Two Russian Cosmonauts are set for a complex six-hour and 40-minute spacewalk on Friday outside the International Space Station to work on the exterior of the Russian ISS Segment to replace communications gear on the Zvezda Service Module.
Aleksandr Misurkin and Anton Shkaplerov, both with prior spacewalk experience, will be primarily tasked with the replacement of a high-gain communications antenna electronics box to outfit the system for supporting communications through Russia’s Luch data relay satellites, similar in architecture to the American TDRSS which has been the primary relay asset for ISS communications since the Station began assembly almost two decades ago.
The plan for Misurkin and Shkaplerov will be to remove the old electronics unit, install an upgraded box in its place and dispose of the old gear by throwing it overboard. If time permits, Friday’s spacewalk will also feature work on experiments known from previous Russian excursions, Biorisk and Test, and the Cosmonauts could also reposition a foot restraint and collect survey imagery of the exterior of the Russian segment after nearly half a year without EVA activity on the Russian Segment.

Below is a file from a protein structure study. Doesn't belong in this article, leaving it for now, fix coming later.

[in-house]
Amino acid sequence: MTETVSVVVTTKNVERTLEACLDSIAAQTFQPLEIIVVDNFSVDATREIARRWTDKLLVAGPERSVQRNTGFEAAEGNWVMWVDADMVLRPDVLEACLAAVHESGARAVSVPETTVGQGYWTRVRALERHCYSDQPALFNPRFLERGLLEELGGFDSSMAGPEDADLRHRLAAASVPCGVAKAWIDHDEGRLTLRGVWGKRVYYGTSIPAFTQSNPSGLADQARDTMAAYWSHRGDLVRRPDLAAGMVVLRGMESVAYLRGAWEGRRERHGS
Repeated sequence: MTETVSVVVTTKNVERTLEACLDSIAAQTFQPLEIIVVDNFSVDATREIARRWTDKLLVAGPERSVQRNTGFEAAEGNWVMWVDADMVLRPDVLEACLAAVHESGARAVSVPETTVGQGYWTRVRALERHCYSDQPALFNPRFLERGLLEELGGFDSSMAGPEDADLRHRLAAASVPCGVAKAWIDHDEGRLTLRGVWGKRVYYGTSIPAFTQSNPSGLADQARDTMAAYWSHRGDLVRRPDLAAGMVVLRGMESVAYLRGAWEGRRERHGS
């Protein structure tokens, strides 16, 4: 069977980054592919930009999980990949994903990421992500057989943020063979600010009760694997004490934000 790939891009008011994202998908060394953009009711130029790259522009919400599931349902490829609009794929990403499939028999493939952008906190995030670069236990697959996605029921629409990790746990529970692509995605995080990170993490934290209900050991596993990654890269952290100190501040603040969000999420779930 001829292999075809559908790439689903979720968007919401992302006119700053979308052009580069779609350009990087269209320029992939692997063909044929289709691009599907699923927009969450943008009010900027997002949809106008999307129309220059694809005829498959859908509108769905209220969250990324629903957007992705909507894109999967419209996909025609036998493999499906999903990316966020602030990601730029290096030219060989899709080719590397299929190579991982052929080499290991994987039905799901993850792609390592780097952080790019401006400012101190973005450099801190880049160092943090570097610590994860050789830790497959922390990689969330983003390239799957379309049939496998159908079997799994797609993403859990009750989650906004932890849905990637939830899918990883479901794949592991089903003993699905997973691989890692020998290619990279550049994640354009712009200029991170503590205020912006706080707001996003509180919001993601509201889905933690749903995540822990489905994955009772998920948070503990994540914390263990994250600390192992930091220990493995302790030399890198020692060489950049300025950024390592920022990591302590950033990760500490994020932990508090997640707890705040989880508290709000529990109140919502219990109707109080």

Friday’s spacewalk will use the Pirs module as airlock, as is typical for Russian EVAs, with a planned EVA start time of 15:35 UTC – marked by the opening of the external hatch.
Both of Friday’s spacewalkers have extensive spaceflight and EVA experience. ISS Expedition 54 Commander Aleksandr Misurkin is a veteran of one prior long-duration flight of 166 days in 2013 during which he performed three EVAs with a cumulative duration of 20 hours. His three previous EVA, all performed with Cosmonaut Fyodor Yurchikhin, dealt with a variety of tasks on the Russian segment including wide-ranging cable routing, replacement of a critical cooling fluid regulator and work with different exposure experiments.
Anton Shkaplerov spent 365 days in space on his two prior ISS missions as part of Expeditions 29/30 and 42/43, but only got to perform one spacewalk to date when he ventured outside with Oleg Kononenko in February 2012 to relocate a hefty cargo boom outside the Russian segment between the Poisk and Pirs Modules.